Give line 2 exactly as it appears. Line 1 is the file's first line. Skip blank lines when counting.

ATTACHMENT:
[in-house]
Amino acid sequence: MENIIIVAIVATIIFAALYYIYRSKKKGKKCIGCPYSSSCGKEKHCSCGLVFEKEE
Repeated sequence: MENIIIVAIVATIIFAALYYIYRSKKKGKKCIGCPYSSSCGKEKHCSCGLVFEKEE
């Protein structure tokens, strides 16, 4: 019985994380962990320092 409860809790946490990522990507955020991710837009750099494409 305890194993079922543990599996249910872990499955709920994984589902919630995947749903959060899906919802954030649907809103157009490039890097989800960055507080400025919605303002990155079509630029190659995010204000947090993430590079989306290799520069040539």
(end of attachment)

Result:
Amino acid sequence: MENIIIVAIVATIIFAALYYIYRSKKKGKKCIGCPYSSSCGKEKHCSCGLVFEKEE